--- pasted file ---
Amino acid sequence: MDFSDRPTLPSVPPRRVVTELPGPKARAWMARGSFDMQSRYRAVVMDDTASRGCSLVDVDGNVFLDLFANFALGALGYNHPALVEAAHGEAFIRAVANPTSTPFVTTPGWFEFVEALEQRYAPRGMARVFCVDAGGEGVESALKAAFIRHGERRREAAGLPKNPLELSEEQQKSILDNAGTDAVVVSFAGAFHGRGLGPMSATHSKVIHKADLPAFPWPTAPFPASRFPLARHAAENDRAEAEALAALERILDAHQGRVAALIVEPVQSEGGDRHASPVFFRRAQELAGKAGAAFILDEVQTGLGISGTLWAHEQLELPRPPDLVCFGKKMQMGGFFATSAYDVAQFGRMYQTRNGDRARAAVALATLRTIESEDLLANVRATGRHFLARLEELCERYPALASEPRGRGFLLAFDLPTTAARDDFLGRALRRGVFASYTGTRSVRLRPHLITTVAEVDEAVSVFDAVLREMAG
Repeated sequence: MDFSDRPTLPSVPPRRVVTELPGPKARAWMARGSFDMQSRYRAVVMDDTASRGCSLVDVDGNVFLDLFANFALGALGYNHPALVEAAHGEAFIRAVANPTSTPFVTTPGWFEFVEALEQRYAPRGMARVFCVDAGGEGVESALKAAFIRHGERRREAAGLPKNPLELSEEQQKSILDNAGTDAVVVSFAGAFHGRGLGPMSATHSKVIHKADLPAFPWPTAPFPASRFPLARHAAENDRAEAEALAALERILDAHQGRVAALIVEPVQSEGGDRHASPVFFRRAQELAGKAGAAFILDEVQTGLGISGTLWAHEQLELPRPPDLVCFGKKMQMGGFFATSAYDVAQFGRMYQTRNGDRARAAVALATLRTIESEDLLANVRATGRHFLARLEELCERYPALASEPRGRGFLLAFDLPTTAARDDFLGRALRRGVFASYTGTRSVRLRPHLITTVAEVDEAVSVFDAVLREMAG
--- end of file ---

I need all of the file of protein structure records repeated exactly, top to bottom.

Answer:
Amino acid sequence: MDFSDRPTLPSVPPRRVVTELPGPKARAWMARGSFDMQSRYRAVVMDDTASRGCSLVDVDGNVFLDLFANFALGALGYNHPALVEAAHGEAFIRAVANPTSTPFVTTPGWFEFVEALEQRYAPRGMARVFCVDAGGEGVESALKAAFIRHGERRREAAGLPKNPLELSEEQQKSILDNAGTDAVVVSFAGAFHGRGLGPMSATHSKVIHKADLPAFPWPTAPFPASRFPLARHAAENDRAEAEALAALERILDAHQGRVAALIVEPVQSEGGDRHASPVFFRRAQELAGKAGAAFILDEVQTGLGISGTLWAHEQLELPRPPDLVCFGKKMQMGGFFATSAYDVAQFGRMYQTRNGDRARAAVALATLRTIESEDLLANVRATGRHFLARLEELCERYPALASEPRGRGFLLAFDLPTTAARDDFLGRALRRGVFASYTGTRSVRLRPHLITTVAEVDEAVSVFDAVLREMAG
Repeated sequence: MDFSDRPTLPSVPPRRVVTELPGPKARAWMARGSFDMQSRYRAVVMDDTASRGCSLVDVDGNVFLDLFANFALGALGYNHPALVEAAHGEAFIRAVANPTSTPFVTTPGWFEFVEALEQRYAPRGMARVFCVDAGGEGVESALKAAFIRHGERRREAAGLPKNPLELSEEQQKSILDNAGTDAVVVSFAGAFHGRGLGPMSATHSKVIHKADLPAFPWPTAPFPASRFPLARHAAENDRAEAEALAALERILDAHQGRVAALIVEPVQSEGGDRHASPVFFRRAQELAGKAGAAFILDEVQTGLGISGTLWAHEQLELPRPPDLVCFGKKMQMGGFFATSAYDVAQFGRMYQTRNGDRARAAVALATLRTIESEDLLANVRATGRHFLARLEELCERYPALASEPRGRGFLLAFDLPTTAARDDFLGRALRRGVFASYTGTRSVRLRPHLITTVAEVDEAVSVFDAVLREMAG